In fact, analysts in several mainstream publications suggested all of this good economic news may well put Federal Reserve rate hikes back on the table. But again, they ignore important underlying data. While the number of jobs rose, wages unexpectedly declined, “dashing hopes that reduced slack in the labor market was starting to benefit all Americans.” Bloomberg went on to point out, “Average hourly earnings dropped, the first monthly decline in more than a year, and workers put in fewer hours.” That means lower productivity.

In related employment news, a headline at CNBC proclaimed “US Layoffs Ease in Feb, Totaling 61,599.” But again, a little context takes the shine right of the headline. All you have to do is read three paragraphs into the story before you hit that uh-oh moment:

Despite the month-to-month fall, downsizing in February was 22% higher than in February 2015. In the January-February period, announced layoffs were 32% higher than during the first two months of 2015.”

This lead us to other troubling signs that the media brushed off while cheeleading jobs and GDP. The US trade deficit expanded to $45.7 billion in January. Exports fell for the fourth straight month. And US factory orders tumbled for the 15th straight month. As ZeroHedge pointed out, in 60 years, the US economy has not suffered a 15-month continuous year-on-year drop in factory orders without being in recession.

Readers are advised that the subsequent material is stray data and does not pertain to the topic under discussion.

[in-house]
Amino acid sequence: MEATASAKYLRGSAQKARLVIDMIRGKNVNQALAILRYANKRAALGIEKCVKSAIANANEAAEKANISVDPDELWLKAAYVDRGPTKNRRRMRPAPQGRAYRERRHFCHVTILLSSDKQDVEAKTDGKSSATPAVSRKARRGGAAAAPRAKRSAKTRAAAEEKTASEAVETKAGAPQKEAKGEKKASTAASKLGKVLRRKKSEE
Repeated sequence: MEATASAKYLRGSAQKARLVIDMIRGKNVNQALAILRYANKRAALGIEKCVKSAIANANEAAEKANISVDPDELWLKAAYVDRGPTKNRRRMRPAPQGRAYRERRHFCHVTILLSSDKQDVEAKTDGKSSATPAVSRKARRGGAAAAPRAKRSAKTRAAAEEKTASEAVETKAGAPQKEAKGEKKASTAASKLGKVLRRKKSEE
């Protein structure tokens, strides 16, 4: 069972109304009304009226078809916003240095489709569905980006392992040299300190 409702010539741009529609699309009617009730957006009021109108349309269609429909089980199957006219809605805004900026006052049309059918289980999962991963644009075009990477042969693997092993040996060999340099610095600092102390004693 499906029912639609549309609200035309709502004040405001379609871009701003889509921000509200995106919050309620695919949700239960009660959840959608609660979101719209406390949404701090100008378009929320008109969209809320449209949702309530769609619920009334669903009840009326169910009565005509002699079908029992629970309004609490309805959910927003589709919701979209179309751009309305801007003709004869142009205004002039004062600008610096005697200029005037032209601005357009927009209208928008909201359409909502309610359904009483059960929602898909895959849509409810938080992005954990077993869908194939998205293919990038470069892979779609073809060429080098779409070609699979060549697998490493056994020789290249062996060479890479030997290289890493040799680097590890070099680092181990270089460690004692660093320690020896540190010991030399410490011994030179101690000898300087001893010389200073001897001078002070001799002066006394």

us factory

Finally, we have what Business Insider called “the clearest sign yet that something is wrong with the US economy:”

Markit Economics’ monthly flash services purchasing manager’s index, a preliminary reading on the sector, fell into contraction for the first time in over two years. The tentative February index was reported Wednesday at 49.8. That’s below 50, the border between expansion and contraction.”

The media and government spokespeople can keep spinning it all they want, but raw data doesn’t lie.

So, what should you do? Jim Rogers said he’s long the US dollar, even while calling it a potential bubble in the making. Bubbles pop. But historically, gold and silver provide a safe haven during times of economic trouble. In fact, that’s exactly why gold continues to climb in what many are now calling a bull market. Investors don’t seem to be buying the economic sales pitch. But they are buying gold and silver.

This post is part of our ongoing series Data Dependent: Reading Between the Lines, where we examine the real economic data not reported in the financial media. Click here to read all our articles in this series.